Fear an Iranian nuclear attack? According to the Syrian leader, you can calm down: One of the leaked documents published by the WikiLeaks website reveals that Syrian President Bashar Assad
believes the Islamic Republic will not attack Israel
with nukes in order to avoid hurting Palestinians.
In a telegram sent to Washington from the US Embassy in Damascus, following a meeting between Assad and American Senator Benjamin Cardin on February 18 2009, the Syrian president is quoted as saying, "We're not convinced Iran is developing nuclear weapons."
He added that Iran
could not use a nuclear weapon as a deterrent because nobody believed Iran would actually use it against Israel. Assad noted that an Iranian nuclear strike against Israel would result in massive Palestinian casualties, which Tehran would never risk.
He maintained that International Atomic Energy Agency monitoring would ensure Iran's pursuit of nuclear power for civilian purposes only.
In another meeting with American senators, held on December 30, 2009, Assad likened the peace process with Israel to how a doctor should treat cancer. "Condemnations and mutual recriminations might be self-satisfying, but the cancer still grows unless the doctor is able to treat the root illness," he argued.
The Turkey-brokered indirect peace talks with Israel in 2008 were efficient, the Syrian president said. "In roughly eight months, these talks had achieved more than several years of direct negotiations with Israel in the 1990s."
According to Assad, the Americans must support the Turkish track and convince Israel that only peace will protect it. "Israel's military superiority won't secure it from an attack against missiles and other technologies," he told the senators.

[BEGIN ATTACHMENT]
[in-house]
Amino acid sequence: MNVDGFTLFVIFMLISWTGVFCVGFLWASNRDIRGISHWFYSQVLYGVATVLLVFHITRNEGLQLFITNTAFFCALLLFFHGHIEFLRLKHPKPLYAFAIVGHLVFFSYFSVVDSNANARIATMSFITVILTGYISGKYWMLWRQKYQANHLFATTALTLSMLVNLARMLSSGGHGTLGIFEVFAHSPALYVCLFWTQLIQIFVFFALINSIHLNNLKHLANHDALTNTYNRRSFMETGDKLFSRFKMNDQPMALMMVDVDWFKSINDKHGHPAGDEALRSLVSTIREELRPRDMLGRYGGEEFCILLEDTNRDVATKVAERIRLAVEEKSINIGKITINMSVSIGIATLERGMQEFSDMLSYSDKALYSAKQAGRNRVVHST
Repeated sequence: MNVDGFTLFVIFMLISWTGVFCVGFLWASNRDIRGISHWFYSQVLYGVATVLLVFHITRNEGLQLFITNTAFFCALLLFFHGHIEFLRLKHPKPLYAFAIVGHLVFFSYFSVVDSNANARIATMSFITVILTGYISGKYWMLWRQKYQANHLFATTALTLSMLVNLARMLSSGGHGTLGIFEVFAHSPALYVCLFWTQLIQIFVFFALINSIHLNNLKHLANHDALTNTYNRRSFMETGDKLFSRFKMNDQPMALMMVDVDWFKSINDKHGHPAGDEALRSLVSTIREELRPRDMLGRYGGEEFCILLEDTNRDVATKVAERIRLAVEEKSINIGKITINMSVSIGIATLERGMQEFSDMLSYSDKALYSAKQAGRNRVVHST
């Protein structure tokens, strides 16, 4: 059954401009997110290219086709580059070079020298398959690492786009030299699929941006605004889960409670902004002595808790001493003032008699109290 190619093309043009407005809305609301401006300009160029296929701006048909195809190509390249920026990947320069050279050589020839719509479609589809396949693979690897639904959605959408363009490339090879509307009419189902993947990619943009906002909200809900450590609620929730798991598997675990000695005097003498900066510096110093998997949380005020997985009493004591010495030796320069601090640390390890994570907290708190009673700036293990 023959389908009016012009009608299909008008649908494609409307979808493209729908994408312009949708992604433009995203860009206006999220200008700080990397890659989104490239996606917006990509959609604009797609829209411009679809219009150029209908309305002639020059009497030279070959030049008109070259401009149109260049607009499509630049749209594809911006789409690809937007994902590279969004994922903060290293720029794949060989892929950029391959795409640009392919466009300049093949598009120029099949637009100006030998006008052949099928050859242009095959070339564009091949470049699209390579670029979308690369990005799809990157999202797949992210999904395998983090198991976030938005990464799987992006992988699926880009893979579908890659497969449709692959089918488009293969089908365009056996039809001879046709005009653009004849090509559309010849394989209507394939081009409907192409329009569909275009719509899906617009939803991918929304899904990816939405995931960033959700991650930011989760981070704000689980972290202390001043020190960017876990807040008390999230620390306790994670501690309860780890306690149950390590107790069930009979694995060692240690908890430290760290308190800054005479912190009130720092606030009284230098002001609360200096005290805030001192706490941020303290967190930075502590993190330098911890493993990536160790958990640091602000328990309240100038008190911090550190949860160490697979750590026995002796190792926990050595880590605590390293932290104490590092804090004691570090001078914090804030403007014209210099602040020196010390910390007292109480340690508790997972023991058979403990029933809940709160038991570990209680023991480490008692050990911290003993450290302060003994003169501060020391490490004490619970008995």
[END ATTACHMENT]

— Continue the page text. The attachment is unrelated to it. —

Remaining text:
One of the senators asked why Syria insisted on pursuing indirect peace talks via the Turks. "Why can't Syria and Israel move to direct talks brokered by the US, while Syria helps on issues important to the US, such as Hezbollah,
and relations with Iran?"
Assad replied that Hamas and Hezbollah should be a part of the peace, but not organizing principles for conducting peace discussions.
The documents also reveal the Syrian presidents opinion on Hamas. During the meeting with the American senators, Assad referred to the Palestinian organization as "an uninvited guest". He said Hamas originated in the Muslim Brotherhood movement Syria had combated in the 1980s.
"If you want me to be effective and active, I have to have a relationship with all parties. Hamas is Muslim Brotherhood, but we have to deal with the reality of their presence."
Regarding the disarmament of Hezbollah, Assad argued that the Shiite group "has no specific interest in Israel besides securing Lebanon's borders and preventing threats to
Lebanon's integrity, like Israel's daily violations of Lebanese airspace."
He noted that Hezbollah was the most powerful political party in Lebanon, was democratically elected, and if peace in the region were to be achieved, "the small things" with Hezbollah and Hamas would disappear. "Let's talk about the peace. This is the big picture that will solve everything."
According to the report, the American guests could not ignore the "elephant in the room," asking whether it would be possible to reach peace with Israel without first resolving the Iranian nuclear issue.
Assad cautioned against linking Iran's nuclear program to an Israeli-Syrian peace deal, arguing that such a link would only complicate both sets of issues. "Too many cooks spoil the meal," he said.
The Syrian president said he believed Iran was not interested in pursuing a nuclear weapon, but warned that an Israeli military strike on the Islamic Republic's nuclear infrastructure would fail to disable the program and would only increase Iran's determination.
Roi Mandel contributed to this report